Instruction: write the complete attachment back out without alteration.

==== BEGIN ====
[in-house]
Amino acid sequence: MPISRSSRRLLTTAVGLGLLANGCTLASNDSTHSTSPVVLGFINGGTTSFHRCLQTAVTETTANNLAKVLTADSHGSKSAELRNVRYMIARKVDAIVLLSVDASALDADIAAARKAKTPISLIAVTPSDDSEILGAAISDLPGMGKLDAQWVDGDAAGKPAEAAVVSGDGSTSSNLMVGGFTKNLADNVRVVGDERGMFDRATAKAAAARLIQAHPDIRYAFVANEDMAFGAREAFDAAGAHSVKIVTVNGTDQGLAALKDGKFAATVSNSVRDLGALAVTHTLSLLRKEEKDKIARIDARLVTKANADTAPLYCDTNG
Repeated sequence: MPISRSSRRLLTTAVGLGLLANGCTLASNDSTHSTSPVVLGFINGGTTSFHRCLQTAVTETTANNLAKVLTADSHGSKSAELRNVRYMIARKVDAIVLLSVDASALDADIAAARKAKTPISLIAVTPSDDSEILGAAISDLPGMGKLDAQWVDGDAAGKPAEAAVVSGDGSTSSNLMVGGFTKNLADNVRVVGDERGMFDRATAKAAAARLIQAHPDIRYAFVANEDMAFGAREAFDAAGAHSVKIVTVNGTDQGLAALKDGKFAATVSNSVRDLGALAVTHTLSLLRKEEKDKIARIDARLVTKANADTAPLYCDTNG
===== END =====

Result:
[in-house]
Amino acid sequence: MPISRSSRRLLTTAVGLGLLANGCTLASNDSTHSTSPVVLGFINGGTTSFHRCLQTAVTETTANNLAKVLTADSHGSKSAELRNVRYMIARKVDAIVLLSVDASALDADIAAARKAKTPISLIAVTPSDDSEILGAAISDLPGMGKLDAQWVDGDAAGKPAEAAVVSGDGSTSSNLMVGGFTKNLADNVRVVGDERGMFDRATAKAAAARLIQAHPDIRYAFVANEDMAFGAREAFDAAGAHSVKIVTVNGTDQGLAALKDGKFAATVSNSVRDLGALAVTHTLSLLRKEEKDKIARIDARLVTKANADTAPLYCDTNG
Repeated sequence: MPISRSSRRLLTTAVGLGLLANGCTLASNDSTHSTSPVVLGFINGGTTSFHRCLQTAVTETTANNLAKVLTADSHGSKSAELRNVRYMIARKVDAIVLLSVDASALDADIAAARKAKTPISLIAVTPSDDSEILGAAISDLPGMGKLDAQWVDGDAAGKPAEAAVVSGDGSTSSNLMVGGFTKNLADNVRVVGDERGMFDRATAKAAAARLIQAHPDIRYAFVANEDMAFGAREAFDAAGAHSVKIVTVNGTDQGLAALKDGKFAATVSNSVRDLGALAVTHTLSLLRKEEKDKIARIDARLVTKANADTAPLYCDTNG